In order to express text in terms of binary, some sort of encoding has to be used. In a modern context, this is understood as a two-way mapping between Unicode code points (characters) and some amount of binary. Since English isn't the only language in the world, ASCII is not sufficient as a mapping from binary to Unicode; it can't even express em-dashes or curly quotes. Unicode was designed as a universal character set that could potentially represent everything.
Not all encodings can represent all Unicode code points, but Unicode can represent basically everything that exists in modern encodings. Some encodings are language-specific, and some can represent everything in Unicode. Though the world is moving toward Unicode and UTF-8, the reality today is that there are several encodings which must be taken into account.
Factor uses a system of encoding descriptors to denote encodings. Encoding descriptors are objects which describe encodings. Examples are utf8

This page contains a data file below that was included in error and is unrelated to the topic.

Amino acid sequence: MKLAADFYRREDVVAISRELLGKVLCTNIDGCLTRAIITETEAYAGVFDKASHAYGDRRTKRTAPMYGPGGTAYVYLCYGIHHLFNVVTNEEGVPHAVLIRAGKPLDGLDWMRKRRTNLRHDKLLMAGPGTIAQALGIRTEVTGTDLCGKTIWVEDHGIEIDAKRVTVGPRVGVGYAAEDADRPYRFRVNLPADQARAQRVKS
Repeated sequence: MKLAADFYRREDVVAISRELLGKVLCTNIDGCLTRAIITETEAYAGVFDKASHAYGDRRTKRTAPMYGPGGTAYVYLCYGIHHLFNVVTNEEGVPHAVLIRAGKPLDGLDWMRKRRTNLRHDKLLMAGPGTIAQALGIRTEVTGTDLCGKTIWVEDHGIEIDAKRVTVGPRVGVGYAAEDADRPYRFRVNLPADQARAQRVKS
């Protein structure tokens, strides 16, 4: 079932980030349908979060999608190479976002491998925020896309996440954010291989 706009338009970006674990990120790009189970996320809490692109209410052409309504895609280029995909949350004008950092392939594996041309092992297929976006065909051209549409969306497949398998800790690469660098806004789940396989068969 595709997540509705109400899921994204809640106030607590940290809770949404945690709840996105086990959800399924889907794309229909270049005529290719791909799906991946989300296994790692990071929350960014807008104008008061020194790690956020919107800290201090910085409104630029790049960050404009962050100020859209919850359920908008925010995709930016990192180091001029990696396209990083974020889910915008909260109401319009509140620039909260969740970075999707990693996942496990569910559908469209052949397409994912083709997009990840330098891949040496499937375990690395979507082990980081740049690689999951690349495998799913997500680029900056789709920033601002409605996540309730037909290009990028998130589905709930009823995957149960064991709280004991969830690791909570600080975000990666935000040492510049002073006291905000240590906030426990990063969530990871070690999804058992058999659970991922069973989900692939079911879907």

. Encoding descriptors can be passed around independently. Each encoding descriptor has some method for constructing an encoded or decoded stream, and the resulting stream has an encoding descriptor stored which has methods for reading or writing characters.
Constructors for streams which deal with bytes usually take an encoding as an explicit parameter. For example, to open a text file for reading whose contents are in UTF-8, use the following
"file.txt" utf8 <file-reader>
If there is an error in the encoded stream, a replacement character (0xFFFD) will be inserted. To throw an exception upon error, use a strict encoding as follows
"file.txt" utf8 strict <file-reader>
In a similar way, encodings can be specified when opening a file for writing.
"file.txt" ascii <file-writer>
An encoding is also needed for some words that don't return streams, such as file-contents
, for example
"file.txt" utf16 file-contents
Encoding descriptors are also used by Byte-array streams
and taken by combinators like with-file-writer
which deal with streams. It is not
used with String streams
because these deal with abstract text.
When the binary
encoding is used, a byte-array
is expected for writing and returned for reading, since the stream deals with bytes. All other encodings deal with strings, since they are used to represent text.